The Best Hotel
Jharkhand has a smooth, wide highway, but like many parts of the state, parts of the highway have no power. To compensate, drivers switch on their high beams. They honk urgently. Trucks and buses make a sport of overtaking each other, so there are often two enormous vehicles hurtling towards you, one directly in your lane.
We were in the smallest car on the road. It didn’t even have working lights, but this fact, instead of humbling our driver, prodded him to a maniac competitiveness. He hunched over the steering wheel and slammed on the gas. ‘I do this all the time,’ he cried. ‘It’s my job!’
After an hour or so, the traffic faded. But for the moon, we would have been steeped in darkness. It gleamed clear as a torch on the road, illuminating the forest on either side, revealing pathways and ponds. It was a moment of unexpected beauty and I was grateful for it.
Then Ramesh rolled up his window. ‘Watch for Naxalites,’ he warned.
In Jharkhand, we watched constantly for Naxalites. The leftist extremists planted bombs on buses, trains and bridges, but they also struck in the dark, robbing and killing people before melting into the nearby forests or mountains. To be in ‘Naxalite territory’, as we were now, was to be ready for ambush. If that happened I was to step up with my media credentials, making clear I was worth keeping alive.
What would Ramesh do?
‘I will hug my comrades and invite them to dinner in my home,’ said the innocent.
So we rolled up the windows, switched off the radio and accelerated, speeding down the highway. We willed the border to come. But what we saw ahead could not be blamed on the Naxalites.
Traffic had backed up, and the dozens of buses and trucks that had raced past us now stalled, deflated. Drivers, all of them men, strolled up and down the highway, shadowy figures grasping cigarettes and cellphones. They passed on the news – there had been an accident. The police and an ambulance had only just arrived.
We parked behind everyone else, and our driver turned to me. ‘You wait here,’ he said. ‘I’ll go look.’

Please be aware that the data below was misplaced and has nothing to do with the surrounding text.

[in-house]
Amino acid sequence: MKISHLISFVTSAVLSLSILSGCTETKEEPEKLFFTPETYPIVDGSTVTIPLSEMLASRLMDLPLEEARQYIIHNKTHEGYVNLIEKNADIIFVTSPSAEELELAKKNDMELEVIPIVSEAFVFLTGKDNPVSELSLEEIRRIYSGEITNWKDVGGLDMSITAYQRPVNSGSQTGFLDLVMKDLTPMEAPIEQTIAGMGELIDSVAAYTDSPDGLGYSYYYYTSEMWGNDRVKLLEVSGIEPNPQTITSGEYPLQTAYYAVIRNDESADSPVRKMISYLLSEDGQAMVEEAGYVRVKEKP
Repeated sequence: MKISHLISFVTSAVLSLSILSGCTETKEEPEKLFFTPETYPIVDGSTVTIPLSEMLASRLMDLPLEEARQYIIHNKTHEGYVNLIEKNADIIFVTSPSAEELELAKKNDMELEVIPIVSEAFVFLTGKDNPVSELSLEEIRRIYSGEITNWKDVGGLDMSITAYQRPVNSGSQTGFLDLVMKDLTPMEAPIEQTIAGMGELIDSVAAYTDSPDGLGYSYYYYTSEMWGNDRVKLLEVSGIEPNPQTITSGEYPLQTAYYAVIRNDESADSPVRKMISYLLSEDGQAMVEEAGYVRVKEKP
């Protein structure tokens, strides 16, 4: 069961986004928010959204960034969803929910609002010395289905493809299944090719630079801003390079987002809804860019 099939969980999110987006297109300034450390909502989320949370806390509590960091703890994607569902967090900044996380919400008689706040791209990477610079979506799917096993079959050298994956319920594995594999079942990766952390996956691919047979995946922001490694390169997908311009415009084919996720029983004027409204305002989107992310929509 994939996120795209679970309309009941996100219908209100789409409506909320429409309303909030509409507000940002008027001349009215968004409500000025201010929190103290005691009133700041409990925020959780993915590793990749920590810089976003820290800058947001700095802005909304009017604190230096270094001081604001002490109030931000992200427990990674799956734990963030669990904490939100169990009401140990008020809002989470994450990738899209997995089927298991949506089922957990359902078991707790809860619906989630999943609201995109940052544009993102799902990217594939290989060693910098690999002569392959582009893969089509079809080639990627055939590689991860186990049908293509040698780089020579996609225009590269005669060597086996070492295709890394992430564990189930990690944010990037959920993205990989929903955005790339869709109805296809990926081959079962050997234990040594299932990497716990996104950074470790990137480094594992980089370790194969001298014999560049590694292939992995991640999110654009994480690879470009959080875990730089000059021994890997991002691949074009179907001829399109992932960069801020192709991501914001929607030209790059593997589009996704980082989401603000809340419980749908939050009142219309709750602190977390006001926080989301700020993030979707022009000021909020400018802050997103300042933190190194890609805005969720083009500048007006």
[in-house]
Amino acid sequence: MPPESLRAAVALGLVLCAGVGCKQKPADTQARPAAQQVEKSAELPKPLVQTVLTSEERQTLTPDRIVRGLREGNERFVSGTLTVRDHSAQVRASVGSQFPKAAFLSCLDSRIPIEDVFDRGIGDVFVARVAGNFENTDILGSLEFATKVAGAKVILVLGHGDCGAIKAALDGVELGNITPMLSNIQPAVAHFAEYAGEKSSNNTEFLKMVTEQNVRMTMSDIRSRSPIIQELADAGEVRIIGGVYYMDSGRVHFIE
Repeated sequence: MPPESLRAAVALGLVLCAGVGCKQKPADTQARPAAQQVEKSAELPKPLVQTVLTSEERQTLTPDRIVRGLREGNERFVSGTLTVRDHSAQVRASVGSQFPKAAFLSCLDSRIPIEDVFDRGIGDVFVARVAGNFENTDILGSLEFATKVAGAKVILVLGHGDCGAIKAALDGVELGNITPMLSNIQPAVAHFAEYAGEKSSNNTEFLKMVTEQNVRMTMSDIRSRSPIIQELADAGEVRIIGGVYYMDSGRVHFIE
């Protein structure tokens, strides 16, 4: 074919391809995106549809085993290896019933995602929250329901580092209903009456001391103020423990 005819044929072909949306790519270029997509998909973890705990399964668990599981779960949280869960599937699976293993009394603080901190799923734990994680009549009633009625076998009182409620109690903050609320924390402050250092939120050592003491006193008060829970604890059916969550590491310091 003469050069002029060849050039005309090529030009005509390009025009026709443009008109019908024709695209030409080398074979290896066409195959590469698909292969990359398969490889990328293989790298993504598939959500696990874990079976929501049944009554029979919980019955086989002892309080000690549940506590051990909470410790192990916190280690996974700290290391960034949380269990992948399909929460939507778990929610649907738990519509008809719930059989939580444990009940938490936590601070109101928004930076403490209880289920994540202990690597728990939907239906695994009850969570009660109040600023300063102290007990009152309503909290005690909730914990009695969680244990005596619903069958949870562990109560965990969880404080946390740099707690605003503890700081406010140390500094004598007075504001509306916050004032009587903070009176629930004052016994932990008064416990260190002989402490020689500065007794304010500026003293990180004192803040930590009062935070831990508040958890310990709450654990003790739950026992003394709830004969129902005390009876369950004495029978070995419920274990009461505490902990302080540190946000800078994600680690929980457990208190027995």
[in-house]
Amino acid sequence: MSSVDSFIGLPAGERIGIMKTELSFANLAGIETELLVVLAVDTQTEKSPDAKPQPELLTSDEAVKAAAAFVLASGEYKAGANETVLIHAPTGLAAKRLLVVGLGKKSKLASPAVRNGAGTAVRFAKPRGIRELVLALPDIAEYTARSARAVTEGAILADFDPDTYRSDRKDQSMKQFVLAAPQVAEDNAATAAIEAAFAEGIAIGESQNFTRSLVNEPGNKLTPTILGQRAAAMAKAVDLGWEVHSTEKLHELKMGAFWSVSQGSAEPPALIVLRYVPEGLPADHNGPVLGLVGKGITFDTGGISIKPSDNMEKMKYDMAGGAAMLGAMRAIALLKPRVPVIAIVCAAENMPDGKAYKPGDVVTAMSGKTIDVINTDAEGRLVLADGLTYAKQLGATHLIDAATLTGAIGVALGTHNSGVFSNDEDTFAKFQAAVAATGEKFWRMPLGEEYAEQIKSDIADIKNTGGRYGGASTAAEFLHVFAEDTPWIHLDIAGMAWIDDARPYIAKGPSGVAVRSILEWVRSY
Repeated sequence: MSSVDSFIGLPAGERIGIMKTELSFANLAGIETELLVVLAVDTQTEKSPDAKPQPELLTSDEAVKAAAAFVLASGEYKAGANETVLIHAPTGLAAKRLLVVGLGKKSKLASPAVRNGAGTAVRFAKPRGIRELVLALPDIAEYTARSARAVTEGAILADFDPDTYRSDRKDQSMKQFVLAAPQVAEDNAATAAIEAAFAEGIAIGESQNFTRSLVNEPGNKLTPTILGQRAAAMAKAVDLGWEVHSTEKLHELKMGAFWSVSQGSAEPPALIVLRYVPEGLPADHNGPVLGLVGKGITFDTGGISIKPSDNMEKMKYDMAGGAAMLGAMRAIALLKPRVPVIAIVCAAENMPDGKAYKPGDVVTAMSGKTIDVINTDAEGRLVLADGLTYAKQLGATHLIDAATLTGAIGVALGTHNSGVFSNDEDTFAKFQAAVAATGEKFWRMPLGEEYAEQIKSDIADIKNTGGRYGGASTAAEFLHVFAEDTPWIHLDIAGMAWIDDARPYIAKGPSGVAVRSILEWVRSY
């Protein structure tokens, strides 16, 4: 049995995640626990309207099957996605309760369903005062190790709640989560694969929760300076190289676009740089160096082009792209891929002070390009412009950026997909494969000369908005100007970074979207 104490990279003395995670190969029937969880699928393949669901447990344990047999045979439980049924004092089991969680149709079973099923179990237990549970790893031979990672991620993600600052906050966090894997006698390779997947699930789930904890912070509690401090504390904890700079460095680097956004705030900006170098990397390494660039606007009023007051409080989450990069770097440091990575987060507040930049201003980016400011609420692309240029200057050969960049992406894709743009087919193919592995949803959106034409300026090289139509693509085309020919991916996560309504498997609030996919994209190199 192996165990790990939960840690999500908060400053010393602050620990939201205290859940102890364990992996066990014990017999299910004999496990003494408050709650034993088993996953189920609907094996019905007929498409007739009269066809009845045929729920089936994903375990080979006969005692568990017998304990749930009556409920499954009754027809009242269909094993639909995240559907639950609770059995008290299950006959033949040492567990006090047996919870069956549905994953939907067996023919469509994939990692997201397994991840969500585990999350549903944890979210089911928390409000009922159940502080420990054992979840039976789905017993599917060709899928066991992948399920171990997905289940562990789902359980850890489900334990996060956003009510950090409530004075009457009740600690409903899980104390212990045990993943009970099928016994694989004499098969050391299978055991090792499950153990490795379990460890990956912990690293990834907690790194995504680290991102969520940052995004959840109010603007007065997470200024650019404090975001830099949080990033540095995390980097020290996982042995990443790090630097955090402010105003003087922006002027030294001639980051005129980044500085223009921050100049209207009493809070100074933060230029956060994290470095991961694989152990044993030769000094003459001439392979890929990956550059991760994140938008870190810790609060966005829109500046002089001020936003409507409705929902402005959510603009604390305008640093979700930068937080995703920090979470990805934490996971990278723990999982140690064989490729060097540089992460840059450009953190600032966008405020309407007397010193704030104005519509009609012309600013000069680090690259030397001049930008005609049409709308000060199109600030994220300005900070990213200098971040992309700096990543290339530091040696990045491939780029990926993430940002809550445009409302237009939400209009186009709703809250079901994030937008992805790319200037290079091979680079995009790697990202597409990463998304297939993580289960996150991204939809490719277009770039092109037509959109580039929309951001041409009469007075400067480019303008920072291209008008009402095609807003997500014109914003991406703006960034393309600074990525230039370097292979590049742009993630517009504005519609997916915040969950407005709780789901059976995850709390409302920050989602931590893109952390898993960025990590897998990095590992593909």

Ramesh agreed. ‘Wait inside the car until we know what’s happening.’
They were afraid for me, and their fear was not unfounded. Women were a reliable target around here, even when it wasn’t dark and chaotic with men. But I could not afford to be a captive of their fears, or to succumb to mine. If I did, I would retreat, if not from this place, and this pursuit, then some other. If I did, the men might not win, but I would definitely lose.
So we got out of the car together and started walking to the head of the traffic jam, past the buses and trucks, the accumulations of fractious, fidgety men, the women seemingly secure but still vulnerable behind rolled-up windows. We walked for fifteen minutes.
A policeman said the driver of the motorcycle, in overtaking a bus, had flown into the face of an oncoming truck. The driver was thrown off the motorcycle, and there he was – a misshapen heap, broken but still breathing. He was no more than a teenager. When the truck hit he flew, but the young man sitting behind him was plucked off the bike and dragged along, in the opposite direction. No one got the truck’s number plate, or even knew where it was now. But several of us could see the young man.
‘Look,’ said someone. ‘A finger!’
A policeman pounced on it and stuck it in a garbage bag.
With the help of bystanders, using their cellphones for light, the police then gathered up the body parts they could see – a hand, a leg, some unidentifiable bits – and eventually, at the base of a tree down the road, the young man’s severed head.
The family members arrived. There were six of them, and they stepped out of their white Maruti van in order of gender. First came the men, and they went straight to the driver of the motorcycle. Then came the women, in salwar kameezes and saris, high heels and glass bangles, and they were still, as though they had expended all their energy in that single step from van to road. If they spoke, or even wept, I didn’t hear them – several of the truck drivers had got tired of waiting and they pounded their horns like bullies.
A family member walked over. ‘They had gone to buy mithai,’ he said, with a bewildered expression. ‘So many guests had come, but there were no sweets to feed them.’
Images by Sonia Faleiro
From ‘The Best Hotel’ by Sonia Faleiro; the full story can be found in Granta 124: Travel. You can now buy the issue or subscribe and receive four issues a year of the best new writing.